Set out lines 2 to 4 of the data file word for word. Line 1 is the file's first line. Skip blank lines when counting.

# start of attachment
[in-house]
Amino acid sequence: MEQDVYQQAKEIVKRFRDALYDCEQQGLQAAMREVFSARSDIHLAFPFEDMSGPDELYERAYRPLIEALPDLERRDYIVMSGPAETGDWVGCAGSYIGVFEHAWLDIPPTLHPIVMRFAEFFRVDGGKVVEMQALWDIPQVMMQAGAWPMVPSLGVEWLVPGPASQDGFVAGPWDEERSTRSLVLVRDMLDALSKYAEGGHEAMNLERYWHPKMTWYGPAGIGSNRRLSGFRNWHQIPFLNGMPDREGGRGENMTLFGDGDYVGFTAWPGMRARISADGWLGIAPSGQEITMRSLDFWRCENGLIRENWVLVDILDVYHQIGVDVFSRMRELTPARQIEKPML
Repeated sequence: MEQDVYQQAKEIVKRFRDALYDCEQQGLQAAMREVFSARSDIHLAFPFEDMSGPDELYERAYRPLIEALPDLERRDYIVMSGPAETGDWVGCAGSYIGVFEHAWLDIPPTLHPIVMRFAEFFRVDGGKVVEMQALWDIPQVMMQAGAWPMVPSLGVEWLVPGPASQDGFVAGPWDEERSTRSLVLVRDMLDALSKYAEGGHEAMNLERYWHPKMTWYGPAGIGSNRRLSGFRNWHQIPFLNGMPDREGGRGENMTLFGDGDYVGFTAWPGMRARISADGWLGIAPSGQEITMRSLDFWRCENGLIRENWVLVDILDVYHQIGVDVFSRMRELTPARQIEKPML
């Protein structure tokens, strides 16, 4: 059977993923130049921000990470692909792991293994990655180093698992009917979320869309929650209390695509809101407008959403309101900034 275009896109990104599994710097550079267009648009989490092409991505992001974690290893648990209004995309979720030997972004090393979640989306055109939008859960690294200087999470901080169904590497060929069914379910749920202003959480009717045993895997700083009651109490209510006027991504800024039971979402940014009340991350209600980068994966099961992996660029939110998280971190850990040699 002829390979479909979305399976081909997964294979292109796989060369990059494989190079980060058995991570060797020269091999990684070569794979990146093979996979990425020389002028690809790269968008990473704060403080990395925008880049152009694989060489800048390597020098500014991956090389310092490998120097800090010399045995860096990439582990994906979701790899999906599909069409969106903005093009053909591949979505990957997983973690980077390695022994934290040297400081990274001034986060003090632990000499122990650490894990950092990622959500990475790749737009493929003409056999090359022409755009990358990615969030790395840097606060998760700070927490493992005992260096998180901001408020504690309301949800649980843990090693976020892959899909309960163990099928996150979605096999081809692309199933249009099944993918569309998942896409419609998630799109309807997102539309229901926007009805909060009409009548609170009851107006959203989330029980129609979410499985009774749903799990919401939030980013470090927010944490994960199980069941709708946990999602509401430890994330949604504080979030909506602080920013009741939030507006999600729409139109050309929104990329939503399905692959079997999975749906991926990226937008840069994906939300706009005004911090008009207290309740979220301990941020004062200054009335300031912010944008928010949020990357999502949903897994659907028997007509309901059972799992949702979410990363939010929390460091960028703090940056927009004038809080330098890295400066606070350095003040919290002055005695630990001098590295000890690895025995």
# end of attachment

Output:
Amino acid sequence: MEQDVYQQAKEIVKRFRDALYDCEQQGLQAAMREVFSARSDIHLAFPFEDMSGPDELYERAYRPLIEALPDLERRDYIVMSGPAETGDWVGCAGSYIGVFEHAWLDIPPTLHPIVMRFAEFFRVDGGKVVEMQALWDIPQVMMQAGAWPMVPSLGVEWLVPGPASQDGFVAGPWDEERSTRSLVLVRDMLDALSKYAEGGHEAMNLERYWHPKMTWYGPAGIGSNRRLSGFRNWHQIPFLNGMPDREGGRGENMTLFGDGDYVGFTAWPGMRARISADGWLGIAPSGQEITMRSLDFWRCENGLIRENWVLVDILDVYHQIGVDVFSRMRELTPARQIEKPML
Repeated sequence: MEQDVYQQAKEIVKRFRDALYDCEQQGLQAAMREVFSARSDIHLAFPFEDMSGPDELYERAYRPLIEALPDLERRDYIVMSGPAETGDWVGCAGSYIGVFEHAWLDIPPTLHPIVMRFAEFFRVDGGKVVEMQALWDIPQVMMQAGAWPMVPSLGVEWLVPGPASQDGFVAGPWDEERSTRSLVLVRDMLDALSKYAEGGHEAMNLERYWHPKMTWYGPAGIGSNRRLSGFRNWHQIPFLNGMPDREGGRGENMTLFGDGDYVGFTAWPGMRARISADGWLGIAPSGQEITMRSLDFWRCENGLIRENWVLVDILDVYHQIGVDVFSRMRELTPARQIEKPML
């Protein structure tokens, strides 16, 4: 059977993923130049921000990470692909792991293994990655180093698992009917979320869309929650209390695509809101407008959403309101900034 275009896109990104599994710097550079267009648009989490092409991505992001974690290893648990209004995309979720030997972004090393979640989306055109939008859960690294200087999470901080169904590497060929069914379910749920202003959480009717045993895997700083009651109490209510006027991504800024039971979402940014009340991350209600980068994966099961992996660029939110998280971190850990040699 002829390979479909979305399976081909997964294979292109796989060369990059494989190079980060058995991570060797020269091999990684070569794979990146093979996979990425020389002028690809790269968008990473704060403080990395925008880049152009694989060489800048390597020098500014991956090389310092490998120097800090010399045995860096990439582990994906979701790899999906599909069409969106903005093009053909591949979505990957997983973690980077390695022994934290040297400081990274001034986060003090632990000499122990650490894990950092990622959500990475790749737009493929003409056999090359022409755009990358990615969030790395840097606060998760700070927490493992005992260096998180901001408020504690309301949800649980843990090693976020892959899909309960163990099928996150979605096999081809692309199933249009099944993918569309998942896409419609998630799109309807997102539309229901926007009805909060009409009548609170009851107006959203989330029980129609979410499985009774749903799990919401939030980013470090927010944490994960199980069941709708946990999602509401430890994330949604504080979030909506602080920013009741939030507006999600729409139109050309929104990329939503399905692959079997999975749906991926990226937008840069994906939300706009005004911090008009207290309740979220301990941020004062200054009335300031912010944008928010949020990357999502949903897994659907028997007509309901059972799992949702979410990363939010929390460091960028703090940056927009004038809080330098890295400066606070350095003040919290002055005695630990001098590295000890690895025995």